Chapter 4: Make Your Pasture a Safe Place & Chapter 5: The Staff of Direction
Your Presence Presents Equality
Nothing reassures the sheep more than the presence of the shepherd. - Page 64
The presence of a shepherd establishes the purpose of the shepherd. This may sound simple and possibly even redundant, but it draws me to the first two verses of Psalm 23:
The Lord is my Shepherd, I shall not want.
He makes me lie down in green pastures; He leads me besides still waters.
The purpose of a shepherd is to protect the sheep from danger, to lead the sheep to places of rest and provision, and to be a refuge in times of trials and tribulations. Yet, none of this can take place if the shepherd is absent. Imagine if a flock was alone in the field when a wolf arrived. There would be no where for them to run for protection. The fear and danger would cause the sheep to separate in chaos. The same is true for us as leaders. We can only protect and guide our sheep if we are present with them; more importantly, if our desire is for our sheep to come to us in their time of need, hurt, discomfort, and even pleasure, we must physically show them we will be there when they call our name. Regardless of how well a shepherd may know his/her sheep, if they are never present the sheep will find somewhere else to go in times of need, ultimately diminishing the strength of the flock.
Trust in Opportunities
Point is: rotate opportunities among the different members of your flock… - Page 61
Rotating opportunities not only increases the potential within the members of a shepherd’s flock, but also establishes a level of trust between a shepherd and his/her sheep. A leader’s main focus outside knowing and keeping his/her flock safe is to stretch them. Yet, this can only be done when trust is established between a shepherd and his/her sheep.
The act of rotating opportunities between a flock bridges the gap between trust and potential. Leaders who give new opportunities to their employees, team members, and/or sons/daughters, give way for the growth of one’s gifts, and silently approve their successes or failures for the sake of transformation. They allow his/her sheep to take on new challenges, shifting the focus from production to purpose. This reinforces a trust which echoes a shepherd’s loyalty to his/her flock.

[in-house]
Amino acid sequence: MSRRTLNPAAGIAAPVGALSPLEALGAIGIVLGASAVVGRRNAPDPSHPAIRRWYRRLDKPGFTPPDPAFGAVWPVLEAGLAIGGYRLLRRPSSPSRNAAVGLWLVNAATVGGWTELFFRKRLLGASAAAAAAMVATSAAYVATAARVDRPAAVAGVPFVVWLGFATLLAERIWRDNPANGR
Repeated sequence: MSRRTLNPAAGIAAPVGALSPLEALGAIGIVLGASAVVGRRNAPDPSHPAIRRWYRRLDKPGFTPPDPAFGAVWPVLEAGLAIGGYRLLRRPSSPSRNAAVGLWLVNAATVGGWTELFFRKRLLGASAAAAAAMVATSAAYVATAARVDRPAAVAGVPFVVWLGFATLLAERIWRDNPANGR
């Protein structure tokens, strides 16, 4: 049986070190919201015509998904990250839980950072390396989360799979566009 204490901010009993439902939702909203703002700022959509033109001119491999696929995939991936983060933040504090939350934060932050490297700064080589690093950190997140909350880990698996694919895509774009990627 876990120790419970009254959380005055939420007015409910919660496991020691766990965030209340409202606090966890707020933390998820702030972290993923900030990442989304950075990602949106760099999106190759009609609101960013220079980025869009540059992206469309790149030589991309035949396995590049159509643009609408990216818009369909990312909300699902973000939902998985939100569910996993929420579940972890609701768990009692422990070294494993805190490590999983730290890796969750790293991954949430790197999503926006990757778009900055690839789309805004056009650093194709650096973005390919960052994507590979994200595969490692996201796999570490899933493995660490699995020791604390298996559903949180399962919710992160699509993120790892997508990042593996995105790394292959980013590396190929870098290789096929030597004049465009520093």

Allow Your Sheep To Discover
In other words…make sure my people know where the fence line is but give them freedom of movement within it. - Page 74
Nothing we are meant to do was meant to be done alone. There will always be skills, talents and gifts in our sheep which we do not contain. It is in the roaming which we give room for our team members, employees, and partners the opportunity to creatively express themselves within their gifts, for the purpose of reaching a goal, vision, and/or result. It is important to establish boundaries. Boundaries keep the heart and vision of a flock in unity. But confining your flock within the boundaries is suffocating. Our sheep must be given the chance to discover the greener grasses within the fences of safety and unity - grasses we may have never noticed.
Find Yourself Outside the Norm of Your Position
That staff is not long because it’s a walking stick; it’s long to extend the reach of the shepherd. - Page 74
I’ve had leaders in my life who have only operated within the specific confines of their role. For instance, one of my previous bosses was nothing more and nothing less than what the company expected from a boss. He made my schedule, processed payroll and told me what to do when we found ourselves on the work floor at the same time. He was a great boss, but his reach as a shepherd was only as long as the back room of our store.
A shepherd’s influence should never be limited to the four walls of a business office, restaurant or home; a shepherd’s influence should transcend itself into the daily lives of his/her sheep. It’s the shepherd’s reach which draws back his/her sheep from going astray. It’s the shepherd’s reach which keeps his/her sheep within the flock. A great leader is one whose reach is felt even when his/her sheep have made their way home, one who has made an impression on his/her sheep to where they cling to the heart of their shepherd regardless of their current situations. A good shepherd builds a character within his/her sheep which continues to lead them in the right direction for the rest of their lives, as their heart is to see his/her sheep be successful in all areas of their lives - even the ones they will never be a part of.